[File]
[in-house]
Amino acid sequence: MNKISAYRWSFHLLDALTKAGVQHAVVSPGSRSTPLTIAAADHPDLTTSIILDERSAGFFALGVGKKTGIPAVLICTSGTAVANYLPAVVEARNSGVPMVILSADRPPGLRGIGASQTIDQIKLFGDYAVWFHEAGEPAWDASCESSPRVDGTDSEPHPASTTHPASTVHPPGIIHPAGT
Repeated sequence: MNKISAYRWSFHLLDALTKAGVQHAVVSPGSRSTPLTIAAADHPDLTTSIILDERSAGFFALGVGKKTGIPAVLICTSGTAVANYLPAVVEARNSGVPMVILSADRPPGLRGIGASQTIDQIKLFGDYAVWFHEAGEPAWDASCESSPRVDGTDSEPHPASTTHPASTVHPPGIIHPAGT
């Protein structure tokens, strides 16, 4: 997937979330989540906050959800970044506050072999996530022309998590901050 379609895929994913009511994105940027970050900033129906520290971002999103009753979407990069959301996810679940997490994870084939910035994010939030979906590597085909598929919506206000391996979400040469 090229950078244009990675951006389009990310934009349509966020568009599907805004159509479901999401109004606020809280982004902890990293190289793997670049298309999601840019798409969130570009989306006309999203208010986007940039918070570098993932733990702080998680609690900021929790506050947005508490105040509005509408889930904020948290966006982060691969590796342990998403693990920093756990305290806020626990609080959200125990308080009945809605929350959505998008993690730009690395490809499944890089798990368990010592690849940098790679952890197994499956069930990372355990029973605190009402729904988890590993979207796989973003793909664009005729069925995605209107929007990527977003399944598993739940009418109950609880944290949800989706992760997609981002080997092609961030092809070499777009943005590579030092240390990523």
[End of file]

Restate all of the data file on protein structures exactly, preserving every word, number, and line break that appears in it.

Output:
[in-house]
Amino acid sequence: MNKISAYRWSFHLLDALTKAGVQHAVVSPGSRSTPLTIAAADHPDLTTSIILDERSAGFFALGVGKKTGIPAVLICTSGTAVANYLPAVVEARNSGVPMVILSADRPPGLRGIGASQTIDQIKLFGDYAVWFHEAGEPAWDASCESSPRVDGTDSEPHPASTTHPASTVHPPGIIHPAGT
Repeated sequence: MNKISAYRWSFHLLDALTKAGVQHAVVSPGSRSTPLTIAAADHPDLTTSIILDERSAGFFALGVGKKTGIPAVLICTSGTAVANYLPAVVEARNSGVPMVILSADRPPGLRGIGASQTIDQIKLFGDYAVWFHEAGEPAWDASCESSPRVDGTDSEPHPASTTHPASTVHPPGIIHPAGT
């Protein structure tokens, strides 16, 4: 997937979330989540906050959800970044506050072999996530022309998590901050 379609895929994913009511994105940027970050900033129906520290971002999103009753979407990069959301996810679940997490994870084939910035994010939030979906590597085909598929919506206000391996979400040469 090229950078244009990675951006389009990310934009349509966020568009599907805004159509479901999401109004606020809280982004902890990293190289793997670049298309999601840019798409969130570009989306006309999203208010986007940039918070570098993932733990702080998680609690900021929790506050947005508490105040509005509408889930904020948290966006982060691969590796342990998403693990920093756990305290806020626990609080959200125990308080009945809605929350959505998008993690730009690395490809499944890089798990368990010592690849940098790679952890197994499956069930990372355990029973605190009402729904988890590993979207796989973003793909664009005729069925995605209107929007990527977003399944598993739940009418109950609880944290949800989706992760997609981002080997092609961030092809070499777009943005590579030092240390990523």